In practice, the Gospel is the announcement that everyone has sinned against a righteous God and therefore are separated from Him. Unless altered, mankind’s state will leave him eternally removed from God, in Hell. Resolution of our sinful state, the resulting alienation from God and rescue from perdition is found in God’s forgiveness, provided through Jesus’ death at Calvary.
It is true to the Gospel that at the most intrinsic level of humanity, all are flawed and broken. What the Bible labels as fallen (Rom. 3:23). There is something spiritually genetic about humanity which compels us to rebel against God (Gen. 5:3). Acting from our skewed image, we engage in what God identifies as sin. Receiving “the due penalty of [our] error” (Rom 1:27).
It is also accurate to share that because God loves, He provided the only means adequate to redeem humanity from their predisposition towards sin and satisfy the righteous requirement of the Law. Since the “wages of sin is death” (Rom. 6:23), a death was required. Since sin is committed by people, a person needed to pay the penalty (Heb. 10:4).
God’s resolution to the creature’s fallenness is one reason why the Gospel is good news! Humanity rightly earned a death sentence. God graciously took to the cross and died in his stead. Mankind lived, so Jesus had to die. Jesus died, so mankind can live. Good news? Great news!! However, the redemptive aspect of the Gospel is but one aspect of God’s Good News.
In reality, the Gospel is much more. Take for example the night of Jesus’ birth. There the angelic chorus declared, “Glory to God in the highest, and on earth peace among men with whom He is pleased” (Luke 2:14 - emphasis added). God’s first words to humanity after 400 years of silence was His pleasure upon a people whose sin would crush His son. Wow! That God is pleasurably disposed towards humanity is indeed great news. Too often people believe God angrily seeks any chance to strike them. Instead, the Gospel declares, despite sin, God looks upon us with kind affection. God’s affinity serves as the springboard for the rest of the Good News.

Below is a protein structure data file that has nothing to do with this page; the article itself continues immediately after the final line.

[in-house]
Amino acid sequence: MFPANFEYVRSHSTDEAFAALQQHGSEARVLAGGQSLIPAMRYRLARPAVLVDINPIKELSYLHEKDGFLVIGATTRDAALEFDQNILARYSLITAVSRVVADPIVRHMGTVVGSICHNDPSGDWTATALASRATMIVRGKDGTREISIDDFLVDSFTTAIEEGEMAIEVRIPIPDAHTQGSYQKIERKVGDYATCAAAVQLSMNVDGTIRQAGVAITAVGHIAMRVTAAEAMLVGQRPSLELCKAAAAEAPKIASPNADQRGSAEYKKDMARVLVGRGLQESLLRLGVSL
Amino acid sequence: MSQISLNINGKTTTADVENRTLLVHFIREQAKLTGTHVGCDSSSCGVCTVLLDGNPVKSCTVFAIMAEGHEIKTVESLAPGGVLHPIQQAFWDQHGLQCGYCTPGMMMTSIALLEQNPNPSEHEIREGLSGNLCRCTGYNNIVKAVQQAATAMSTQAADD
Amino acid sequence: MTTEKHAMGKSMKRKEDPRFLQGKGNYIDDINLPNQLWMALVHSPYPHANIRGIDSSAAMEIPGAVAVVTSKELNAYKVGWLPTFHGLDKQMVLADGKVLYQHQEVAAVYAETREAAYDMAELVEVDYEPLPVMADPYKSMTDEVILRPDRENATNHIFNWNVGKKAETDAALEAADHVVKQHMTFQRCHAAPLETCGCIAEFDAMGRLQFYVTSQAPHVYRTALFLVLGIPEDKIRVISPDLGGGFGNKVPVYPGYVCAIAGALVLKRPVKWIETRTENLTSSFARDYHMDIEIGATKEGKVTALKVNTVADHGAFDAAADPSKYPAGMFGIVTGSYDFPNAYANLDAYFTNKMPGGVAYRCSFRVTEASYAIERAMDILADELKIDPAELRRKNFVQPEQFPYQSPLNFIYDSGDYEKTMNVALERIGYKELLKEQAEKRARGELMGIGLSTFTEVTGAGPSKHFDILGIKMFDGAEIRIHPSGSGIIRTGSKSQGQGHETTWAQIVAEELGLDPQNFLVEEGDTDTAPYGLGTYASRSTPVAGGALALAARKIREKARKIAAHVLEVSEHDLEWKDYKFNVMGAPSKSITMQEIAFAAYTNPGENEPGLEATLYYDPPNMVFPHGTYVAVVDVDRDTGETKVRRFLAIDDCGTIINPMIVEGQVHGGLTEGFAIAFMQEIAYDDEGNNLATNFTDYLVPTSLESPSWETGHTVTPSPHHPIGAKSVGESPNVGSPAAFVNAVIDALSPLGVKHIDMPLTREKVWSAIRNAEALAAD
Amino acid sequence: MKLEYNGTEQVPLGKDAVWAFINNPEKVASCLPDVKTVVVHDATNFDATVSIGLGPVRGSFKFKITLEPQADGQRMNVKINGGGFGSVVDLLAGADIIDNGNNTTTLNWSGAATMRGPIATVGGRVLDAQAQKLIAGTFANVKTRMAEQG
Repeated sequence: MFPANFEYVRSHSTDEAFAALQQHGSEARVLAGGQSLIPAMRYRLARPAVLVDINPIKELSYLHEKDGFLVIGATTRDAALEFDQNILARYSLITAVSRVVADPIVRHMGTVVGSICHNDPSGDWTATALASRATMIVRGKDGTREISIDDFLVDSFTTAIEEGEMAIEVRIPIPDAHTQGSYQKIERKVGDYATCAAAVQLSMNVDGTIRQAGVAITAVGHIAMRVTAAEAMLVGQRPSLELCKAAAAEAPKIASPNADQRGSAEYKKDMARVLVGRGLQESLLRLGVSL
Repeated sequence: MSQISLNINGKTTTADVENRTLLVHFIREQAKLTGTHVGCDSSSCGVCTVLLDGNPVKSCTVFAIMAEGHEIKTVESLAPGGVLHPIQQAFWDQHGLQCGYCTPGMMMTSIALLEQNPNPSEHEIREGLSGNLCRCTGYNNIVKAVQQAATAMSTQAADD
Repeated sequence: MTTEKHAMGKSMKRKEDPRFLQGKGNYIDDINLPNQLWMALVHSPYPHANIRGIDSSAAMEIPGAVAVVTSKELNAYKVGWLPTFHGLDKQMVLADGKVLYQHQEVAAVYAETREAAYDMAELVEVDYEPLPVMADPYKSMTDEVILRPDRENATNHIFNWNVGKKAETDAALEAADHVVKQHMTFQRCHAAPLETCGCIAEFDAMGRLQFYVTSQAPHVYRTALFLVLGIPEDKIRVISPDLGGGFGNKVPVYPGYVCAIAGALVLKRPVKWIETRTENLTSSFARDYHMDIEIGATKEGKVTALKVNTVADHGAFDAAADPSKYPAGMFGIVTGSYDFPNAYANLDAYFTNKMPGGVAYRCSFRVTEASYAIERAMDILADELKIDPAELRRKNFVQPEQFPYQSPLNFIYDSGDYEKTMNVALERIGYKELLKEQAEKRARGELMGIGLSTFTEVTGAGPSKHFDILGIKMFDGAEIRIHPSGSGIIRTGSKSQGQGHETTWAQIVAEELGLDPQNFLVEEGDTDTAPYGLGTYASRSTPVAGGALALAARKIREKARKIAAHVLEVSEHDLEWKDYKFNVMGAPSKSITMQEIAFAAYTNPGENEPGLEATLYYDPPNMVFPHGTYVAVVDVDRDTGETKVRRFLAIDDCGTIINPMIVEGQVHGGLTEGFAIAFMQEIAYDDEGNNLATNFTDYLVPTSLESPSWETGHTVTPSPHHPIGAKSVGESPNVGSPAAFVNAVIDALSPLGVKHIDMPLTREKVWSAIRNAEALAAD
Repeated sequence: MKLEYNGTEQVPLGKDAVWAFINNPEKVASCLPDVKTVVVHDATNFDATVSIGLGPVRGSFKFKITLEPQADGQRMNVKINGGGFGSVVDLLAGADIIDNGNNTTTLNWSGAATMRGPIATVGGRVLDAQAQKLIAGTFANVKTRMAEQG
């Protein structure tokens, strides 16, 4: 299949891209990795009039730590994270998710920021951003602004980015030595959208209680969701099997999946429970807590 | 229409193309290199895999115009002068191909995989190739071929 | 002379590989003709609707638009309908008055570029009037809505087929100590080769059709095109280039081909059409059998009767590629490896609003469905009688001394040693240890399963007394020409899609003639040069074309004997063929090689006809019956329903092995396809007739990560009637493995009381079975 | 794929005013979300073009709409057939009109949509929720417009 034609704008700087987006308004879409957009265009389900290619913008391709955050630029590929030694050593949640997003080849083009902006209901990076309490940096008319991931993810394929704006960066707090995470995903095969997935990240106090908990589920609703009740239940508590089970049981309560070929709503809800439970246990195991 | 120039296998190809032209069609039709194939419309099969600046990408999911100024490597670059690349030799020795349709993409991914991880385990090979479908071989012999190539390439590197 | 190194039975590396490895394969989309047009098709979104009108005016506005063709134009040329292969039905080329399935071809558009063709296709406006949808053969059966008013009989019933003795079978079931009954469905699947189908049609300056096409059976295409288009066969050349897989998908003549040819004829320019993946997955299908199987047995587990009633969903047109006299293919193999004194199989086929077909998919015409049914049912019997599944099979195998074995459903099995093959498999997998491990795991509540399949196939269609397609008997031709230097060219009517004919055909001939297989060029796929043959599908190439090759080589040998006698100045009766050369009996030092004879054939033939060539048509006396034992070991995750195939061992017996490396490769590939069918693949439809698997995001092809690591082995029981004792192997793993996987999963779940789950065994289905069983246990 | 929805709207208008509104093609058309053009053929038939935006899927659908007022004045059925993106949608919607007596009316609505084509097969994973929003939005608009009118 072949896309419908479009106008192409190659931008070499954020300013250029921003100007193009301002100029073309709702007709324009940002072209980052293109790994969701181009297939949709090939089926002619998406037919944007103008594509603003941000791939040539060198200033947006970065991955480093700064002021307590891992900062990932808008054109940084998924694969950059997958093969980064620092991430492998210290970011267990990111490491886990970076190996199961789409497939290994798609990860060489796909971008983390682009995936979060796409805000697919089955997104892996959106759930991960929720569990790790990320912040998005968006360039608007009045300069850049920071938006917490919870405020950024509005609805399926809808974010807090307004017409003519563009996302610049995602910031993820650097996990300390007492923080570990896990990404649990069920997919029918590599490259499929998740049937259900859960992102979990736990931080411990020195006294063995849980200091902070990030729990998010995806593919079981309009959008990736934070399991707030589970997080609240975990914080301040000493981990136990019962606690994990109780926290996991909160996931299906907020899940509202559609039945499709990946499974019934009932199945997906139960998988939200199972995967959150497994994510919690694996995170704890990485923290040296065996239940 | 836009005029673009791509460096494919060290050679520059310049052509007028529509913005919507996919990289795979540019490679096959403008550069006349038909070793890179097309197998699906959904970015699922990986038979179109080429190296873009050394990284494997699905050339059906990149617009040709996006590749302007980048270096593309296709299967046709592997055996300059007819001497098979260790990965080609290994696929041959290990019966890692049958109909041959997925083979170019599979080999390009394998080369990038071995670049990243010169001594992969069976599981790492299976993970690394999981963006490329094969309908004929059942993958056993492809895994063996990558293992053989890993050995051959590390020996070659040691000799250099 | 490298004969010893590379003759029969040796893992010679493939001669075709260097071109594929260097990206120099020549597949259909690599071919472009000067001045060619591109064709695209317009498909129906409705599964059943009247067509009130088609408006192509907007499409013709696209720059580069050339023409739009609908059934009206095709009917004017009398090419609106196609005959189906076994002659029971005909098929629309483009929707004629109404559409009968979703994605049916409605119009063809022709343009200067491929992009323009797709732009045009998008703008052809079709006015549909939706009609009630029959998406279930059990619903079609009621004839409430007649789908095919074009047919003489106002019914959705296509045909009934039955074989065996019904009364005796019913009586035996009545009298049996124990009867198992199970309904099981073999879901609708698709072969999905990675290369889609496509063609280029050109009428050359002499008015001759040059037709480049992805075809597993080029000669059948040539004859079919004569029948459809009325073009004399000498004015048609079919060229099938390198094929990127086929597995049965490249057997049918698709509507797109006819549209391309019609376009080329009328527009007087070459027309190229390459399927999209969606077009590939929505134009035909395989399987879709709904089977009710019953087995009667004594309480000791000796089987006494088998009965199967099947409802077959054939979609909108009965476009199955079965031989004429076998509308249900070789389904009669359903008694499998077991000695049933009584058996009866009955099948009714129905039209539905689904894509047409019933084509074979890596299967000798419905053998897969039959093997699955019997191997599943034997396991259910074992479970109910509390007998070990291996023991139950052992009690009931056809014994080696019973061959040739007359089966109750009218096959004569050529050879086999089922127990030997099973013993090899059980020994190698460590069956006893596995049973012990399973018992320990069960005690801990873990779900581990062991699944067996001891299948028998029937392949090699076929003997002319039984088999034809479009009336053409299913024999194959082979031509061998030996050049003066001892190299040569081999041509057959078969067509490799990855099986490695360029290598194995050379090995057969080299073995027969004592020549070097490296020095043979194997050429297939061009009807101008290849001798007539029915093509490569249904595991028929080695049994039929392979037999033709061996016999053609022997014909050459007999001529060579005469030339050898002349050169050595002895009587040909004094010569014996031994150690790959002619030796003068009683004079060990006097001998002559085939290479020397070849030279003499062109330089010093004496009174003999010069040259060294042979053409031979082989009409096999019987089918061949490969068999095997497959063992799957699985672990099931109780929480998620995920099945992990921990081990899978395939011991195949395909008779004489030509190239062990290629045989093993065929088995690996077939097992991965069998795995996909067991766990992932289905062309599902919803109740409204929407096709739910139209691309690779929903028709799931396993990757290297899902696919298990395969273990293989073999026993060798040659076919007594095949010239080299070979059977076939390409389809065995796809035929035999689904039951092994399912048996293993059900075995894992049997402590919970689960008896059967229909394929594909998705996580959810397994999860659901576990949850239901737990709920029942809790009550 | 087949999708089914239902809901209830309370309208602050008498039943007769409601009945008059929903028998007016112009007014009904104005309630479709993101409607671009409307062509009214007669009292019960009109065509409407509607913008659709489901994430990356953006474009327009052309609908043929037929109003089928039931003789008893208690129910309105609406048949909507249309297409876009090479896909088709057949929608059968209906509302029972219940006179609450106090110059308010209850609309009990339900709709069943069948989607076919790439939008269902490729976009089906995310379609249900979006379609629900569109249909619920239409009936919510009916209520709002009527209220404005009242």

In addition to the above mentioned Good News of God’s favor (Luke 2:14), the Gospel offers the Good News of a new quality and character of life (John 3:16). The Good News of God’s presence (1 Cor. 3:16). The Good News of God’s nearness (Luke 17:20-21). The Good News of God’s grace (Rom. 12:6). The Good News of God’s direction and guidance (John 16:13). There is more to the Gospel and to be shared with people beyond “the elementary teaching about the Christ” (Heb. 6:1).
The Gospel as it relates to salvation is but the entrance to a rich and full existence with God. To merely share with someone the Gospel’s forgiveness of sin and adoption into the family of God and not go on to speak of the rest of the Good News’ provisions is like celebrating a wedding, while neglecting the marriage. It is indeed good news that God delivers from sin. But, the fullest extent of the good news is realized when one lives in the relationship God provides. Where it not for the relationship with God, Heaven would mean little (more on that later).